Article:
Some questions will never be answered. "How many licks does it take to get to the center of a Tootsie Roll Pop," for example. You might think that the question, "how many days does it take a teenager to get on board with the family vacation," is another one of those that will never be answered.
But friends, I have the answer:
Twenty-three days! Today Ethan was excited, he was engaged, he actually uttered the words, "I could look at this all day," and he wasn't referring to his 3DS.
We started off Friday morning in the Madison Junior Ranger station, again. Jonah really wanted to get his badge from this station, and believe it or not, Ethan really, really wanted to help raise the flag again. And he did. (If you're wondering what it looked like, just check out the photo from yesterday).
On our way out of the ranger station, we overheard one of the rangers talking about a dead bison up the road a bit. She was worried a grizzly would come soon and that park visitors might be at risk. So we headed right up there. Because we wanted to see a dead bison and hopefully a grizzly.
So, dead bison. We didn't get out of our car because we were certain a grizzly would come at any second and rip us to shreds. Obviously other people didn't have the same fears. We didn't bother waiting around though and headed up to Artist's Paint Pots.
Artist's Paint Pots were colorful geothermal features that made me think I was on Mars, instead of Earth. There was a mud volcano with thick, greyish gloop that bubbled and plopped. This is what Ethan declared he could watch all day. I didn't get a good picture of that paint pot, so I just nabbed this one off the Internet:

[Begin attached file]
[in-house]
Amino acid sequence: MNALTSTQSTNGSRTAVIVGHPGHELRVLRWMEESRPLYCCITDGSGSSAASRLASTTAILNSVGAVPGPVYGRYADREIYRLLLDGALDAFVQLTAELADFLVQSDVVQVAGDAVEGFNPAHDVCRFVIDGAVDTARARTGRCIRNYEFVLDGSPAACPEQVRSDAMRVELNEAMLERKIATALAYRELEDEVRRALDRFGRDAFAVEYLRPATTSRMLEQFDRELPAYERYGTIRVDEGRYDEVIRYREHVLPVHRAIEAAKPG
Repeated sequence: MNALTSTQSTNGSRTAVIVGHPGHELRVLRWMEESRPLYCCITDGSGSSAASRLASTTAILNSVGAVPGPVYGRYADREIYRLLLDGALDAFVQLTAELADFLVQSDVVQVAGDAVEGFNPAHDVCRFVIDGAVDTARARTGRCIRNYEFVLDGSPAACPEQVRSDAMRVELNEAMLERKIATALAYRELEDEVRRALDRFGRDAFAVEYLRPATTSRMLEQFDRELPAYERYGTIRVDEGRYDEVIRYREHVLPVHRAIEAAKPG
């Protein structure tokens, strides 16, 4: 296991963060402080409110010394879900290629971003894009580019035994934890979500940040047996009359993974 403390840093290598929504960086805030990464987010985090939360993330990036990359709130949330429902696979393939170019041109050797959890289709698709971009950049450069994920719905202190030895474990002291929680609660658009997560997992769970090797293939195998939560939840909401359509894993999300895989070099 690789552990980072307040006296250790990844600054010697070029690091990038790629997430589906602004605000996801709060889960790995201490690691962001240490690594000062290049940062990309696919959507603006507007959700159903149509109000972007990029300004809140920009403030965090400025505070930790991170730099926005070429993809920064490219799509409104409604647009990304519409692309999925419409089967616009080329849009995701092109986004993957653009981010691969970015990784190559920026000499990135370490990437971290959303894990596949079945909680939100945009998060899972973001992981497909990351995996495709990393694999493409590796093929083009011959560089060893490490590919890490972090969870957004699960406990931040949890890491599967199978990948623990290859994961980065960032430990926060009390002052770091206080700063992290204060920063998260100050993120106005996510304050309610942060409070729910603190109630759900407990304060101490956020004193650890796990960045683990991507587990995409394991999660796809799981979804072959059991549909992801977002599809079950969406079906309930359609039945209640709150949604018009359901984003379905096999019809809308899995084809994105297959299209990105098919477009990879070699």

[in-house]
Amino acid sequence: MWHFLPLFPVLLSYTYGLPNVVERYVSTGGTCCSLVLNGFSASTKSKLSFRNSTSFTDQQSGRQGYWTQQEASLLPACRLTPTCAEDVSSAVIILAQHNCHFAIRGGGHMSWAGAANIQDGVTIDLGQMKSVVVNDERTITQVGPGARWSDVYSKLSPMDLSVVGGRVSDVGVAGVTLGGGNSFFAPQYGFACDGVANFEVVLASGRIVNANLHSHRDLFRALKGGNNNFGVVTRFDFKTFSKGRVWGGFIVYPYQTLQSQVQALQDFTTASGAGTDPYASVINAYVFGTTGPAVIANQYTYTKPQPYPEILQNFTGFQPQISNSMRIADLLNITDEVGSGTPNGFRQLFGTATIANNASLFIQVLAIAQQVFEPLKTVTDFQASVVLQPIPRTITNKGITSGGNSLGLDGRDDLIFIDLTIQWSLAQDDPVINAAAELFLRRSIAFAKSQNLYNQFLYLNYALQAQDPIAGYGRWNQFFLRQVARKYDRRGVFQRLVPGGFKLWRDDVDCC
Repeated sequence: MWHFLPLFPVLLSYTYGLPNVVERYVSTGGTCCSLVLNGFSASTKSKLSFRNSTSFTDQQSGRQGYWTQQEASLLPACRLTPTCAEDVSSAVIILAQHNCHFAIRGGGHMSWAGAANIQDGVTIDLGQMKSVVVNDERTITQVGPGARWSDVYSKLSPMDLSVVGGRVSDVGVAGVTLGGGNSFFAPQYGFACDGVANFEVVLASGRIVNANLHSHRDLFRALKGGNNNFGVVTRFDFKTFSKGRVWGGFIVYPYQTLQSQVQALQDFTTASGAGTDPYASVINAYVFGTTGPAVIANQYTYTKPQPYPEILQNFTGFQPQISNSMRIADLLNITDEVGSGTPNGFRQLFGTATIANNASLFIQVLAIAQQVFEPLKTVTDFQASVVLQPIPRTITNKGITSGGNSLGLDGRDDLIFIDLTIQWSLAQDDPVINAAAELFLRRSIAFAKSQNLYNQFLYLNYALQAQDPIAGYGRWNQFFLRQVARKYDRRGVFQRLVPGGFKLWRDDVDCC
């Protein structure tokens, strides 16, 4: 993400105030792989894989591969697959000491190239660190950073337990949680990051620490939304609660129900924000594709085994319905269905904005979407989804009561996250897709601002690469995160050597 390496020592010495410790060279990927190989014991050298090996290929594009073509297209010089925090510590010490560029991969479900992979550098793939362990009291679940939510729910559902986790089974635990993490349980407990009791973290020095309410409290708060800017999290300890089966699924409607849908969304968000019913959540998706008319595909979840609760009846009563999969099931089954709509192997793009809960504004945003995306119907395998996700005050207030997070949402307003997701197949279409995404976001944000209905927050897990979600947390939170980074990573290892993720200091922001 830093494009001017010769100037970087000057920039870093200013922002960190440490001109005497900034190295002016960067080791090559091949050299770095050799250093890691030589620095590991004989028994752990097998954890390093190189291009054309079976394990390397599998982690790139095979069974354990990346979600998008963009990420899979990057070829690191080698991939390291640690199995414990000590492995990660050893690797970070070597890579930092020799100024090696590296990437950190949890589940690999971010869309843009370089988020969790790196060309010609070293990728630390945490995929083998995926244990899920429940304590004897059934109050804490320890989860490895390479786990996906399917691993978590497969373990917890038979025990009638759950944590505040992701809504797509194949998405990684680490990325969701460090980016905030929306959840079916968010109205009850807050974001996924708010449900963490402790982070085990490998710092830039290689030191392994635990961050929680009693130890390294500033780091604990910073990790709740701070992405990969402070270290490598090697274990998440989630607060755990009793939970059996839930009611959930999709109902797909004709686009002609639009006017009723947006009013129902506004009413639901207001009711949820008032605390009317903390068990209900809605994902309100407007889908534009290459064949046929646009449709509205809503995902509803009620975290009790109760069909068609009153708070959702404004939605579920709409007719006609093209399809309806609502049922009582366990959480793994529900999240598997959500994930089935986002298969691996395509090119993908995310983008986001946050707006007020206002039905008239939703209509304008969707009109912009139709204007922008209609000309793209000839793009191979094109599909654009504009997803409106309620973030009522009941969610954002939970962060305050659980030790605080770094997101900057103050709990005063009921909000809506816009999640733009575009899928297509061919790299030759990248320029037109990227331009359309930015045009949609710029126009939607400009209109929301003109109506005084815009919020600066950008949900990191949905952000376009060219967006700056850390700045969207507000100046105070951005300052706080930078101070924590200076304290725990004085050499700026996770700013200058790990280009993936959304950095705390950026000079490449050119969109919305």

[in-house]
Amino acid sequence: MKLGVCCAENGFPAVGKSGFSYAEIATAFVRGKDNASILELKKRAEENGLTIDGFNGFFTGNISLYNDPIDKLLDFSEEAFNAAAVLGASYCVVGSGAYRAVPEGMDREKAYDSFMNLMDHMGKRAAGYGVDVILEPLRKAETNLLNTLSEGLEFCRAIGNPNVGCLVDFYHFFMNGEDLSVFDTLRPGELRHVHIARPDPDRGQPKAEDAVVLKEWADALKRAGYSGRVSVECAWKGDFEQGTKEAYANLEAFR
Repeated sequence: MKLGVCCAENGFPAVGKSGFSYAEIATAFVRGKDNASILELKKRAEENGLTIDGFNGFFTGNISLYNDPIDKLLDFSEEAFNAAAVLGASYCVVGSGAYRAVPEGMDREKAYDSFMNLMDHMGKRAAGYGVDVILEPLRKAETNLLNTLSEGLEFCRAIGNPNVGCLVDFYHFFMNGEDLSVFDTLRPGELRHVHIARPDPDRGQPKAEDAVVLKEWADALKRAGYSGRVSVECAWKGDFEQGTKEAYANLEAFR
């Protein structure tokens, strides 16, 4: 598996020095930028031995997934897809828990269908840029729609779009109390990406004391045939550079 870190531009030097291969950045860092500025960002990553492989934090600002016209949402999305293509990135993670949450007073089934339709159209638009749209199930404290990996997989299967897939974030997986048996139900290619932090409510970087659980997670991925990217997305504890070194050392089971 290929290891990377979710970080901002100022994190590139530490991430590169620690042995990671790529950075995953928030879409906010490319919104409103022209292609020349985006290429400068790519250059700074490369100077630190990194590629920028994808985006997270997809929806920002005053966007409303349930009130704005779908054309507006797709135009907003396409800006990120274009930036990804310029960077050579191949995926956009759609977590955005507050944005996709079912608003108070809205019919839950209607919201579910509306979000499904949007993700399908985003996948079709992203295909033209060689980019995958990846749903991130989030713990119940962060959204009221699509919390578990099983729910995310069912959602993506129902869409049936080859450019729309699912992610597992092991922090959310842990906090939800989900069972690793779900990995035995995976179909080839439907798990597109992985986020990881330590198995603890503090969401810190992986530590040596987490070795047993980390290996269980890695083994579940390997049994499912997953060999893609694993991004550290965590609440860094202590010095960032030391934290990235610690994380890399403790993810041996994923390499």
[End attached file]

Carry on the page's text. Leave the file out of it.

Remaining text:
On the way back towards Old Faithful Village we stopped at Gibbon Falls.
Can I just tell you how much I was enjoying "on board" Ethan!
But, isn't there some law of balance in the universe that keeps things even? If one kid goes from bad to good attitude, another has to go from good to bad. I didn't take a picture of Isaac, but let's just say he was ready to be done with tour-de-Nelson.
The next stop was Midway Geyser Basin which was totally cool. The piece de résistance was the Grand Prismatic Spring. I'm guessing this photo doesn't mean a whole lot to you. It was difficult to capture the beauty and weirdness. Mostly because to see the deep blues and greens of the water, one needed to be above the pool and in my case, I was not. But here is a lovely overhead shot for you to enjoy. See the little people on the pathway? That's how huge it is.
And this is me getting all artistic on the beauty in nature. The orange was so vivid.
This was Opal Spring and you can get a better idea of the blueish green water up against the orange border. The colors are caused by thermophiles, bacteria that thrive in heat. The orange bacteria like the hotter temps while the blue and green like the cooler, but still warm temps.
We caught one more blast from Old Faithful and this time I think I got a pretty good picture. The wind was blowing the steam just right.
It was just about time for us to leave Yellowstone and head for our stop for the night, Burley, Idaho. Ethan was sad. This made stopping at one more place a little bit easier.
Of course to the casual observer, as we walked around these geysers, springs, mud volcanoes and fumerols, it would have appeared that Isaac was on a death march. That is why he doesn't appear in the picture at Spasm Geyser.
Yellowstone was amazing. There was so much to see and we had so little time. At times I felt like I was on the set of a sci-fi movie and was fascinated by the strangeness of the bubbling, oozing, steaming ground all around me. Hopefully we will make it back to Yellowstone some day and can explore it a little more.